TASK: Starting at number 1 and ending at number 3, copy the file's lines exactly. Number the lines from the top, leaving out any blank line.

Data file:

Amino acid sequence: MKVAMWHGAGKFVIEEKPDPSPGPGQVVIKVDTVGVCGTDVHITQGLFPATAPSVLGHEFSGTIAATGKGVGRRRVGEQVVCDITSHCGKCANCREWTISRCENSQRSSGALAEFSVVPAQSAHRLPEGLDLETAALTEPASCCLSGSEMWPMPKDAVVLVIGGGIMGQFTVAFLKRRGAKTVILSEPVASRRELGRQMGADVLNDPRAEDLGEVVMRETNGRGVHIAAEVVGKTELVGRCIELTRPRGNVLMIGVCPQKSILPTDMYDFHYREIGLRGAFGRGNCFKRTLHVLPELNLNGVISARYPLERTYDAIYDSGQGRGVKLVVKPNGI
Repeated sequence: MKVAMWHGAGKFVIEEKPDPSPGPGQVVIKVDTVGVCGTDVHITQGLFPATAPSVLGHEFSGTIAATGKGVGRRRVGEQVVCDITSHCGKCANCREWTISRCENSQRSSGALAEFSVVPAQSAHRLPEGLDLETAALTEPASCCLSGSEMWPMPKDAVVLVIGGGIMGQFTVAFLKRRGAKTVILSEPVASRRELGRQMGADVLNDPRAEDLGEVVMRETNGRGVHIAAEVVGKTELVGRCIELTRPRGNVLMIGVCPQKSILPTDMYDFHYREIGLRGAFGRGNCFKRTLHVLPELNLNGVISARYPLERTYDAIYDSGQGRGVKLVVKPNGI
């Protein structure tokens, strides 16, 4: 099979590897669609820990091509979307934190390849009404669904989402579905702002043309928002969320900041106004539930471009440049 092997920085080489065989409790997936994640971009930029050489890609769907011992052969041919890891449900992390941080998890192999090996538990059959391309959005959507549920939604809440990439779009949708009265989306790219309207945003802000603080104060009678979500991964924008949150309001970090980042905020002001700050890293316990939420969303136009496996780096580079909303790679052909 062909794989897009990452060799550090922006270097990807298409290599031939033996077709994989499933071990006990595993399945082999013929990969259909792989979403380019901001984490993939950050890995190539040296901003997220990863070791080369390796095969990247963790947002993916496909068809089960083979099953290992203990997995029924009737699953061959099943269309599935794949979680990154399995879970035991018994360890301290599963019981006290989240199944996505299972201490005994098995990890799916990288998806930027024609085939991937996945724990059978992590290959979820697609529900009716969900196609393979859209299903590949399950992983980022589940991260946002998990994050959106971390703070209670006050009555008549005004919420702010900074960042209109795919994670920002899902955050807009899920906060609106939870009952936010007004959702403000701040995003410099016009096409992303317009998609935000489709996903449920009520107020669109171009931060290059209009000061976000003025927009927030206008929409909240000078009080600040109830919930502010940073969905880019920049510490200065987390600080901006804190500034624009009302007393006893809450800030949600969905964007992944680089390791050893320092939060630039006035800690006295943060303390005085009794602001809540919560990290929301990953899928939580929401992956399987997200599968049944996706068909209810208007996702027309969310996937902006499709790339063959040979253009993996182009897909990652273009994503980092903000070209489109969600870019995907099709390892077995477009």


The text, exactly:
Amino acid sequence: MKVAMWHGAGKFVIEEKPDPSPGPGQVVIKVDTVGVCGTDVHITQGLFPATAPSVLGHEFSGTIAATGKGVGRRRVGEQVVCDITSHCGKCANCREWTISRCENSQRSSGALAEFSVVPAQSAHRLPEGLDLETAALTEPASCCLSGSEMWPMPKDAVVLVIGGGIMGQFTVAFLKRRGAKTVILSEPVASRRELGRQMGADVLNDPRAEDLGEVVMRETNGRGVHIAAEVVGKTELVGRCIELTRPRGNVLMIGVCPQKSILPTDMYDFHYREIGLRGAFGRGNCFKRTLHVLPELNLNGVISARYPLERTYDAIYDSGQGRGVKLVVKPNGI
Repeated sequence: MKVAMWHGAGKFVIEEKPDPSPGPGQVVIKVDTVGVCGTDVHITQGLFPATAPSVLGHEFSGTIAATGKGVGRRRVGEQVVCDITSHCGKCANCREWTISRCENSQRSSGALAEFSVVPAQSAHRLPEGLDLETAALTEPASCCLSGSEMWPMPKDAVVLVIGGGIMGQFTVAFLKRRGAKTVILSEPVASRRELGRQMGADVLNDPRAEDLGEVVMRETNGRGVHIAAEVVGKTELVGRCIELTRPRGNVLMIGVCPQKSILPTDMYDFHYREIGLRGAFGRGNCFKRTLHVLPELNLNGVISARYPLERTYDAIYDSGQGRGVKLVVKPNGI
């Protein structure tokens, strides 16, 4: 099979590897669609820990091509979307934190390849009404669904989402579905702002043309928002969320900041106004539930471009440049 092997920085080489065989409790997936994640971009930029050489890609769907011992052969041919890891449900992390941080998890192999090996538990059959391309959005959507549920939604809440990439779009949708009265989306790219309207945003802000603080104060009678979500991964924008949150309001970090980042905020002001700050890293316990939420969303136009496996780096580079909303790679052909 062909794989897009990452060799550090922006270097990807298409290599031939033996077709994989499933071990006990595993399945082999013929990969259909792989979403380019901001984490993939950050890995190539040296901003997220990863070791080369390796095969990247963790947002993916496909068809089960083979099953290992203990997995029924009737699953061959099943269309599935794949979680990154399995879970035991018994360890301290599963019981006290989240199944996505299972201490005994098995990890799916990288998806930027024609085939991937996945724990059978992590290959979820697609529900009716969900196609393979859209299903590949399950992983980022589940991260946002998990994050959106971390703070209670006050009555008549005004919420702010900074960042209109795919994670920002899902955050807009899920906060609106939870009952936010007004959702403000701040995003410099016009096409992303317009998609935000489709996903449920009520107020669109171009931060290059209009000061976000003025927009927030206008929409909240000078009080600040109830919930502010940073969905880019920049510490200065987390600080901006804190500034624009009302007393006893809450800030949600969905964007992944680089390791050893320092939060630039006035800690006295943060303390005085009794602001809540919560990290929301990953899928939580929401992956399987997200599968049944996706068909209810208007996702027309969310996937902006499709790339063959040979253009993996182009897909990652273009994503980092903000070209489109969600870019995907099709390892077995477009």